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  • TAXPAYER: One Hundred Years and Counting: Wisconsin’s Income Tax: History, Process, and Filers

    Wisconsin became the first state to tax income in 1911. Now, the income tax generates $7.3 billion annually, or about half of state general fund revenue. In 2014, two-thirds of filers had incomes under $50,000 and paid 9.4% of taxes. A majority of income (52.2%) and taxes (56.7%) can be attributed to the 31% of filers in the $50,000-to-$200,000 income range. Those with incomes over $200,000 filed 2.5% of returns but paid more than one-third (33.9%) of taxes. Across all income groups, the average effective income tax rate was 4.2%.

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  • FOCUS: School districts exceeding state revenue limits by referendum, or . . .

    For more than 20 years, state law has imposed revenue limits on school districts that local voters could increase by referendum. Until 2010, passage was a 50-50 proposition, but approval rates have since increased, topping 80% this year. In a new development, a small but growing number of districts are using a state exception to exceed the “caps” without having to ask for voter consent.

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  • FOCUS: Could national politics affect state balance of power and 2017-19 budget?

    Republicans control both houses of the legislature with comfortable majorities. However, if the presidential race now in disarray alters customary turnout and party preference patterns, the result could have ripple effects “down-ballot.” And, if an unexpectedly large number of state lawmakers is swept aside, the balance of power and 2017 budget-writing environment in Madison could both shift.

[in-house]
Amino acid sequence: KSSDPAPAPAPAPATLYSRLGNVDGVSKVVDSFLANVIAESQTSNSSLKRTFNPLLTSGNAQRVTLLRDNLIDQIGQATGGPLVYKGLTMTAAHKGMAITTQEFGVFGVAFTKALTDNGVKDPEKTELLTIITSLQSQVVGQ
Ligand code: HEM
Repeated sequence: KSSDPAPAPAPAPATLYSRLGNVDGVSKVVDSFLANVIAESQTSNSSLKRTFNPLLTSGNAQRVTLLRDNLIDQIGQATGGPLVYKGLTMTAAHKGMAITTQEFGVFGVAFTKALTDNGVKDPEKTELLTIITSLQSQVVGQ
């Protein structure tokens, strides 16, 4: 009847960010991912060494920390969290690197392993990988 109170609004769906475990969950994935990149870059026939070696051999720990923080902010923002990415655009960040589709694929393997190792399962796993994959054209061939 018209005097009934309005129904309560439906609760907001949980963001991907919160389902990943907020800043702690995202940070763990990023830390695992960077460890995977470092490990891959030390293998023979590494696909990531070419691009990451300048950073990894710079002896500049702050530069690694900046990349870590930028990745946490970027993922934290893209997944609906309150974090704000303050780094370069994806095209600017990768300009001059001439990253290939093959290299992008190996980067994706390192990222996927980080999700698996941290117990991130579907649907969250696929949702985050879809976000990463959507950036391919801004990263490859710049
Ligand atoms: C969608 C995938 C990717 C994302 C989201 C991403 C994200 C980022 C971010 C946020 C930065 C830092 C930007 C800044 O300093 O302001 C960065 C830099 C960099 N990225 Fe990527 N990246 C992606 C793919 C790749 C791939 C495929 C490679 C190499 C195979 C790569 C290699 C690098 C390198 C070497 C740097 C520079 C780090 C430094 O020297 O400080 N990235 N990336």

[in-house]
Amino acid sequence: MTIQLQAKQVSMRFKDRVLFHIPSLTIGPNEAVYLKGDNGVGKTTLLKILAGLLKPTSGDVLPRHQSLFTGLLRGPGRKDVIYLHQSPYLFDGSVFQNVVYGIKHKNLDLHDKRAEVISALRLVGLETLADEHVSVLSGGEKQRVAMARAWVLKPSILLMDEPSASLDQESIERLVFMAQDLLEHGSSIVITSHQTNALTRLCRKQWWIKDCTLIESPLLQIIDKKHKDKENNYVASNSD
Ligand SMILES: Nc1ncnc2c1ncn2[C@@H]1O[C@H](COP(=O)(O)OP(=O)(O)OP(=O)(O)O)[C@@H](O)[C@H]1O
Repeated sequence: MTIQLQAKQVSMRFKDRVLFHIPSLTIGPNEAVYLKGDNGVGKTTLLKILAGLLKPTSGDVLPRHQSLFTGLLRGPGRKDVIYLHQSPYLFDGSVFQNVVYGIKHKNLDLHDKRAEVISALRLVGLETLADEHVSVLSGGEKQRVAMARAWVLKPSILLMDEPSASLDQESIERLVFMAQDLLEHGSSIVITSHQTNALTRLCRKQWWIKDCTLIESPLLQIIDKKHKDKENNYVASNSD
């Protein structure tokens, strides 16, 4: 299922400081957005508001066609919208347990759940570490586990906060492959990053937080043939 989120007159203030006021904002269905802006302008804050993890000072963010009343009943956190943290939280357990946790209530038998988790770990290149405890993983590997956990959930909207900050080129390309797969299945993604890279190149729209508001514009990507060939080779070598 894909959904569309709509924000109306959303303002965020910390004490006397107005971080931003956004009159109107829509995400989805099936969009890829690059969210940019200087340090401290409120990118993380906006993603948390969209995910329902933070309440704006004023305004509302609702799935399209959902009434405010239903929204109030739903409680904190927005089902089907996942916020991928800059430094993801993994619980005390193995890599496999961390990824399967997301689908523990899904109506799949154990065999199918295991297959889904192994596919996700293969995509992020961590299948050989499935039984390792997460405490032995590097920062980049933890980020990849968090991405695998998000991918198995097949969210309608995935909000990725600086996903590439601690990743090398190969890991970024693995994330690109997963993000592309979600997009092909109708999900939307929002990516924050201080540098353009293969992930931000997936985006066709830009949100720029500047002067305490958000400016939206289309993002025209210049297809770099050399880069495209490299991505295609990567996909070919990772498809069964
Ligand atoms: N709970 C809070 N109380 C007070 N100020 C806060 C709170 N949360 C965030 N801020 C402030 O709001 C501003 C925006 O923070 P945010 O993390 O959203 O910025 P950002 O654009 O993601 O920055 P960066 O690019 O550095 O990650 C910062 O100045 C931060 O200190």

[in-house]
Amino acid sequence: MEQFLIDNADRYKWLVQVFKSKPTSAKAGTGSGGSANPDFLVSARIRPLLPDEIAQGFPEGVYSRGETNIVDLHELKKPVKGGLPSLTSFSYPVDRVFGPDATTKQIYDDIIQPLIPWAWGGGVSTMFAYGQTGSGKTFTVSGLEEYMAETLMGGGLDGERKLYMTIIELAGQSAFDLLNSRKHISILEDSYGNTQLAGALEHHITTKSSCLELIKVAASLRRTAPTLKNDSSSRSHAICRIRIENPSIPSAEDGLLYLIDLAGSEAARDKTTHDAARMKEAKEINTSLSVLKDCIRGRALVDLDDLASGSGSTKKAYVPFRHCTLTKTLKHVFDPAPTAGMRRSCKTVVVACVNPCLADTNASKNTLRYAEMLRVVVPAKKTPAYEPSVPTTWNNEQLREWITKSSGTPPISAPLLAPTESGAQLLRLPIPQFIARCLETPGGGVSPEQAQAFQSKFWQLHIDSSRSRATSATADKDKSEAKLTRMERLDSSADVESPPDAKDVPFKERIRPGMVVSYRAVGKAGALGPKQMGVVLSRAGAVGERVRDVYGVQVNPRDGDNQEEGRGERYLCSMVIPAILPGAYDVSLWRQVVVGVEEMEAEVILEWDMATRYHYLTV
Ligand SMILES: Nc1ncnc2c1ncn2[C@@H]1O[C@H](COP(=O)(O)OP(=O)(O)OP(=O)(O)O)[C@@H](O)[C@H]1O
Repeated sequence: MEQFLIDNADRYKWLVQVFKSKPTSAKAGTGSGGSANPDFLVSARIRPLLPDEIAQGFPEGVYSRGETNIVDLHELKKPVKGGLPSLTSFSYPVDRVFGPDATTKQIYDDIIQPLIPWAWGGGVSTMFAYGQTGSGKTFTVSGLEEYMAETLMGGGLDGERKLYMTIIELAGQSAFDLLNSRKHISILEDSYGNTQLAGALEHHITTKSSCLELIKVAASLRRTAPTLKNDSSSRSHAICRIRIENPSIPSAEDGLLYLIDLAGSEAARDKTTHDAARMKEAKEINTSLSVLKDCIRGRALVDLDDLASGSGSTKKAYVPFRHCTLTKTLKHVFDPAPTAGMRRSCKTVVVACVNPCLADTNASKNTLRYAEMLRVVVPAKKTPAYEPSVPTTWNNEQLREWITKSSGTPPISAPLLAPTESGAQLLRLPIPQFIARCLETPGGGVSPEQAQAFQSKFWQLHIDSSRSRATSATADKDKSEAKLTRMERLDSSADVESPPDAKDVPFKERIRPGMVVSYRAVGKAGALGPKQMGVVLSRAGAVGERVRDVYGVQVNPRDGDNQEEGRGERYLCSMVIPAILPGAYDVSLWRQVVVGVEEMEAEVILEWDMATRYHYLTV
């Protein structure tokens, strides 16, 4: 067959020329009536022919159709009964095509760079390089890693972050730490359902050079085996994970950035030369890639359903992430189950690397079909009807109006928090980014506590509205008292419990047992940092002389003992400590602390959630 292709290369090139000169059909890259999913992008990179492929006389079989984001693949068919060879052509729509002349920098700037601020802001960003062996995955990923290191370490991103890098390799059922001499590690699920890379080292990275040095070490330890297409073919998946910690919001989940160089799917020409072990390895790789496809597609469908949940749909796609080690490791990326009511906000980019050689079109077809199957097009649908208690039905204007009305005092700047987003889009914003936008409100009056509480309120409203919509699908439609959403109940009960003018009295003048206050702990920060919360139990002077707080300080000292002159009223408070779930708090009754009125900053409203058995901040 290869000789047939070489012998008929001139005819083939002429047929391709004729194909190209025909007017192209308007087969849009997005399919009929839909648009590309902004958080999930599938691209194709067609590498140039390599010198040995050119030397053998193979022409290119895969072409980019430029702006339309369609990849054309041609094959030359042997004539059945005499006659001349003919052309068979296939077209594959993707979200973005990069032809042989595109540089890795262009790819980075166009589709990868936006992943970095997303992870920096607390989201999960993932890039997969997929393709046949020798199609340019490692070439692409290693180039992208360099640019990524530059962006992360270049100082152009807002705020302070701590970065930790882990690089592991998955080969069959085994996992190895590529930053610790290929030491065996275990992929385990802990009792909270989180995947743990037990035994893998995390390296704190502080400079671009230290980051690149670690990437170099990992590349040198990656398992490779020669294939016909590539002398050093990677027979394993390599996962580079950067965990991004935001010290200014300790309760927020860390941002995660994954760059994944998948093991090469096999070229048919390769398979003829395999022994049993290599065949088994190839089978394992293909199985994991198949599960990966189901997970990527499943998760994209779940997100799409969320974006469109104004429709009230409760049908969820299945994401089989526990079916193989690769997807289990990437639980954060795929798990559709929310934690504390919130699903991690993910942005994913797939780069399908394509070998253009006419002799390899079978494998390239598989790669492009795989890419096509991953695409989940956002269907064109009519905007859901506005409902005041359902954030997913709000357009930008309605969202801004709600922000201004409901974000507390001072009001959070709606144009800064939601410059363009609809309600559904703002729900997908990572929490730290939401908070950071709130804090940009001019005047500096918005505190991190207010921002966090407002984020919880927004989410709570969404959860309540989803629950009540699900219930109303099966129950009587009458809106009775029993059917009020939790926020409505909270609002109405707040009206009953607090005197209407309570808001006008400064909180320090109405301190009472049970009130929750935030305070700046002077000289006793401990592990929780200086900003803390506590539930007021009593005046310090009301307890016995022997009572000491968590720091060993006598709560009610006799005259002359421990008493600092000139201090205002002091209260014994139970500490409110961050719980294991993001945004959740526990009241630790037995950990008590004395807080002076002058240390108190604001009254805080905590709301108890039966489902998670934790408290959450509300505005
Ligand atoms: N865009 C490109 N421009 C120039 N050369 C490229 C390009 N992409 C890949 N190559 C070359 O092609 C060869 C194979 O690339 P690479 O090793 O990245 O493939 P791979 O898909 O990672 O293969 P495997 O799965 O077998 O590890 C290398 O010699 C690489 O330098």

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  • BLOG: Federal Income Tax Facts

    With campaign season in full swing and candidates releasing income tax information, it is useful to have federal tax data to provide context.

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  • FOCUS: State income tax story: Lessons about rates, wants, and inflation

    Wisconsin created the first state income tax in 1911. After 50 years, collections topped $150 million; today, they exceed $7 billion. Collections surged during the 1960-2000 period. Revenue wants grew, marginal tax rates increased, first at high-income levels, then at all levels. And aggressive inflation with “bracket creep” meant the highest tax rates applied to filers at lower and lower income levels.

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  • FOCUS: “Perpetuation of our Political Institutions” - A. Lincoln, 1838

    To promote active, informed citizenship, we occasionally reprint important historical documents. In January 1838, Abraham Lincoln, then just 28, addressed the Young Men’s Lyceum in Springfield, IL. Aware that pro-slavery mobs nearby had murdered a freedman and an abolitionist printer, his topic was “The Perpetuation of our Political Institutions.” Excerpts follow; full text at www.wistax.org.

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The Ups and Downs of State Fiscal Health

Wisconsin’s official financial statements are unknown to most residents, but they contain information that can be used to measure state fiscal health over months, a year, or much longer. A review of these reports shows fiscal health eroding during 2002-09 and then improving. Nevertheless, despite recent gains, the Badger State ranked 37th among the states in 2013 in overall fiscal condition, based on an average of fiscal measures covering multiple time frames.

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Now Available: SchoolFacts15. Get Yours Today!

SchoolFacts is Wisconsin’s most trusted, one-stop source of public school district information. This edition marks 20 years of providing reliable, factual information on topics ranging from district demography and finances to staffing and test scores. The book features 2013-14 actual and 2014-15 budgeted revenue and expenditure figures. Also includes information on staff sizes and ratios, property values, fund balances, student demography, and district characteristics.


A State Report Card

How are Wisconsin's economy, schools, and public sector doing?

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